This article by Matthew Haynes is excerpted from a letter of 1949 Value Advisors, an absolute return-oriented global value investment firm based in Mahwah, New Jersey. Matt is a valued contributor to The Zurich Project.

Global equity markets generally rose (in local currency terms) during the second quarter, but the strengthening US dollar reduced unhedged returns to a modest decline in all but a few foreign markets.

It continues to be a difficult environment for global value investors, evidenced by the MSCI World Growth Index outperforming its value index complement by 3.7% during Q2 and by 7.4% year-to-date. The cumulative outperformance of growth over value since the start of 2017 has been severe at +19.3%, using the MSCI indices. Though not as severe as the eighteen month period preceding the peak of the internet bubble in March of 2000, the two periods are remotely similar.

First, both time periods were marked by narrow market leadership of richly valued technology stocks. One big difference, however, is that the “FAANG” stocks of today (Facebook, Amazon, Apple, Netflix and Google) command a large share of their respective (and more mature) markets and their business models have since been proven successful – very successful, in fact, even if long term sustainability amidst serious competition remains a question for some. A similar class of technology giants exist in Asia known as the “BATS” (Baidu, Alibaba, Tencent and Samsung), with comparable perceptions of invincibility driving already high valuations higher there too.

Valuation is a proxy for investor expectations: high valuation = high expectations of business performance. With many technology company valuations already implying great expectations, there is risk if analyst forecasts fall short. (with two exceptions: both Apple and Samsung valuations are very reasonable today. We have owned shares in both Apple and Samsung in client portfolios since the inception of the 1949 Global Value Strategy in July 2015.)

Another similarity worth mentioning is that both periods followed a prolonged advance in equity markets. Perhaps typical for a late stage bull market, investors have favored the perceived certainty of prevailing market leadership to the detriment of inexpensive stocks of companies with temporary issues. The behavior can be self-reinforcing, for a while, and the catalyst for a change in regime is elusive except in hindsight.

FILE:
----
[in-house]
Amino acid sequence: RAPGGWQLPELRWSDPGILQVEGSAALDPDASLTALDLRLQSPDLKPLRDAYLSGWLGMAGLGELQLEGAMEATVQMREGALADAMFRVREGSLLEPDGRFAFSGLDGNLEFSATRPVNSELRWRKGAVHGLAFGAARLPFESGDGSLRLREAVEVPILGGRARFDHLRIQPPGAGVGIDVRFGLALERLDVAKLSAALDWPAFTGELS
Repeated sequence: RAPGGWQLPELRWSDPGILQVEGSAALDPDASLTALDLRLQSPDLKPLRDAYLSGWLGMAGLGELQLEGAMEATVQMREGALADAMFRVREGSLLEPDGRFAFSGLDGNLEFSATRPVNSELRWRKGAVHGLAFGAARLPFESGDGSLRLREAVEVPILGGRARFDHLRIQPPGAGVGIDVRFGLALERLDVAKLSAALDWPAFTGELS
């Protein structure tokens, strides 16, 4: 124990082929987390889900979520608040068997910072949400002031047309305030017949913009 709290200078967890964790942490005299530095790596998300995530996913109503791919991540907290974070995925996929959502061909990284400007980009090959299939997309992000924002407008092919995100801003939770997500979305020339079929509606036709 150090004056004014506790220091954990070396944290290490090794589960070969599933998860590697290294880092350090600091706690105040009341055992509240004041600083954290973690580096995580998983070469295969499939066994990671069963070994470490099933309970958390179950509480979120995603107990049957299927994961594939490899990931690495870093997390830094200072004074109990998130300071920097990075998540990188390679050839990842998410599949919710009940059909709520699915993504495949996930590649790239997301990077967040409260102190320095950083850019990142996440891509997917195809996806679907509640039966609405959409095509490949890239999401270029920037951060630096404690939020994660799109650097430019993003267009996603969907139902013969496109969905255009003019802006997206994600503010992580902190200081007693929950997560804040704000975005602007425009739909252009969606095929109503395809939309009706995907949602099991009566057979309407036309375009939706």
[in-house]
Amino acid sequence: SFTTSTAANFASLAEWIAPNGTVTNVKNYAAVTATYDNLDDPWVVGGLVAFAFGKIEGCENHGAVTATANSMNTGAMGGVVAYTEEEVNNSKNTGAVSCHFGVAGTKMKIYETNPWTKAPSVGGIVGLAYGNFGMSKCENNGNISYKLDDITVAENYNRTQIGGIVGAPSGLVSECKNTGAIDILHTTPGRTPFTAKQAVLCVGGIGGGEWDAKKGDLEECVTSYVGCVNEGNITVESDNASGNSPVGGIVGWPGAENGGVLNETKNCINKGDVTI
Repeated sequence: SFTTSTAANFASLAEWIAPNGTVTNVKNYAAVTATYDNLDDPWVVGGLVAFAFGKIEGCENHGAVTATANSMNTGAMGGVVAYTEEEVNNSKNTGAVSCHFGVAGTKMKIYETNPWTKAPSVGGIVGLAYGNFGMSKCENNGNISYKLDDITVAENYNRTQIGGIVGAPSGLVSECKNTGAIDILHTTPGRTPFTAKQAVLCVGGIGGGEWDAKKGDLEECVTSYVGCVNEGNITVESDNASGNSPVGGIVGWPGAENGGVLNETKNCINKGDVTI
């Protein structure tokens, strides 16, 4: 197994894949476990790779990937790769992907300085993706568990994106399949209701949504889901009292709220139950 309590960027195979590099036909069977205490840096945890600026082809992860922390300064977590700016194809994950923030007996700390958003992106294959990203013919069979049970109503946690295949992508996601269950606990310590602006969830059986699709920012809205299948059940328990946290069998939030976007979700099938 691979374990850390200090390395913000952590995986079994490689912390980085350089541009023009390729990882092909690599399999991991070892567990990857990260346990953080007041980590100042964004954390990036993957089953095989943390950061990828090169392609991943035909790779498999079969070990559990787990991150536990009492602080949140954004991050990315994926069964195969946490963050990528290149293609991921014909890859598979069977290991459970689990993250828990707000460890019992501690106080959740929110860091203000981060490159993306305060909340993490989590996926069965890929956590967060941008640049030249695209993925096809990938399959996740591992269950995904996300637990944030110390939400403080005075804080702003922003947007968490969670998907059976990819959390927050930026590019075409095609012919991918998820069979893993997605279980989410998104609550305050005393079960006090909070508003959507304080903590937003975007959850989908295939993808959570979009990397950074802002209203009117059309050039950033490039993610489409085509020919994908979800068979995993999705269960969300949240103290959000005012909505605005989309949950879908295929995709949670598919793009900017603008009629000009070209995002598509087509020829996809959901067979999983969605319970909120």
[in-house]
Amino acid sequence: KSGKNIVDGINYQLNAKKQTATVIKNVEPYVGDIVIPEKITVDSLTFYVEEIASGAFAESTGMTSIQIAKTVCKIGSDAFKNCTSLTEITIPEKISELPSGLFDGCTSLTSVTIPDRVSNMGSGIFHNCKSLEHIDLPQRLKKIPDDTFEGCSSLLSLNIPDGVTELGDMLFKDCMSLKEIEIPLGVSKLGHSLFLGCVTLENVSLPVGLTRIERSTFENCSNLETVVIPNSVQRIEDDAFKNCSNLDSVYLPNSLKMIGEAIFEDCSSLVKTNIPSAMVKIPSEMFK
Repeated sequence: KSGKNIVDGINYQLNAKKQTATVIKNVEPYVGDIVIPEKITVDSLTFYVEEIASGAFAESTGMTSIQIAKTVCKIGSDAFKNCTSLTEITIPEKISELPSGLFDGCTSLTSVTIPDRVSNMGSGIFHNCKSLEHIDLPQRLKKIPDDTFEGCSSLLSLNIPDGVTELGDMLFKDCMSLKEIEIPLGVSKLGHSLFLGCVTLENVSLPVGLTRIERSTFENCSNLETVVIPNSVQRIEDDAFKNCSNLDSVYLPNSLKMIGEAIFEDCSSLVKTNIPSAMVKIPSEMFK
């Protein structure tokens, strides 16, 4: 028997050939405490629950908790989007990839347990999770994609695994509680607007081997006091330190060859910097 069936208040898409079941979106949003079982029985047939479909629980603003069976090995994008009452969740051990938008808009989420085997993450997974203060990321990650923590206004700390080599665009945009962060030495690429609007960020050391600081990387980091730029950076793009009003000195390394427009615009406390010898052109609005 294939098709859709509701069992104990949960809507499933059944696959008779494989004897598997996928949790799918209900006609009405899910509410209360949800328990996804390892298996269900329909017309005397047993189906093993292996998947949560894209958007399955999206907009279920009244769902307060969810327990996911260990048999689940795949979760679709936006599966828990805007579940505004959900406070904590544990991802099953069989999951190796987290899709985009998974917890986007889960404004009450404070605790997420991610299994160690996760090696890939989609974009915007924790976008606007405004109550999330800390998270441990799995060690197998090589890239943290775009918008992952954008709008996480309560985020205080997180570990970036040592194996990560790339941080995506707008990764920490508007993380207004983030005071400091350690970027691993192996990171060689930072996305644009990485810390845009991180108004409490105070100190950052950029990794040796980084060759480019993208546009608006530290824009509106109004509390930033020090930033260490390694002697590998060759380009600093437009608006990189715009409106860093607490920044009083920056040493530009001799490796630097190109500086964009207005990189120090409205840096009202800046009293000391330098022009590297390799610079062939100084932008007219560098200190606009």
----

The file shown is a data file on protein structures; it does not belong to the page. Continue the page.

Many differences between these two periods exist, and while valuation and investor behavior are not mutually exclusive, their significance shouldn’t be dismissed. After all, history has a tendency to rhyme.

Value investing has proven the test of time, despite occasional periods of prolonged underperformance. Our approach to global value investing is designed to deliver both safety of principal and attractive absolute returns over the long term.

We believe that the best long term investment track records are as much about preserving capital during market downturns as they are about participating in market upturns. We strive to achieve this by building a portfolio of high-conviction securities that we believe are trading at large discounts to intrinsic value, with each holding’s financial strength and discounted valuation mitigating aggregate portfolio risk.

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Disclaimer: The performance results for the 1949 International Value Strategy set forth herein are model results and not based on the performance of actual portfolios managed by 1949 Value Advisors (the “Investment Manager”). The performance results were obtained through the use of Bloomberg’s proprietary software and represent the simulated returns of a secondary strategy the Investment Manager is honing alongside its primary strategy. The results do not reflect fund or account-level investment expenses, administrative, operating expenses or management fees. A fund or account managed by the Investment Manager will be subject to asset based management fees, and would incur significant investment and administrative/operating expenses; these fees and expenses would significantly reduce the returns of an actual investment due to compounding and other effects. These performance results do not represent actual trading and are not an indication that the performance of any fund or account managed with this strategy will be similar in any way. This summary does not constitute an offer to sell or the solicitation of an offer to purchase any security or investment product. Any such offer or solicitation may only be made to qualified investors and only by means of an approved confidential private offering memorandum or investment advisory agreement and only in those jurisdictions where permitted by law. This summary reflects select positions of the current portfolio of a managed account advised by 1949 Value Advisors. There is no guarantee that a commingled investment vehicle or another investment account managed by 1949 Value Advisors will invest in the same investments set forth in this summary. The investment approach and portfolio construction set forth herein may be modified at any time in any manner believed to be consistent with the managed account’s overall investment objectives. While all information herein is believed to be accurate, 1949 Value Advisors makes no express warranty as to the completeness or accuracy nor does it accept responsibility for errors appearing in the summary. This summary is strictly confidential and may not be distributed.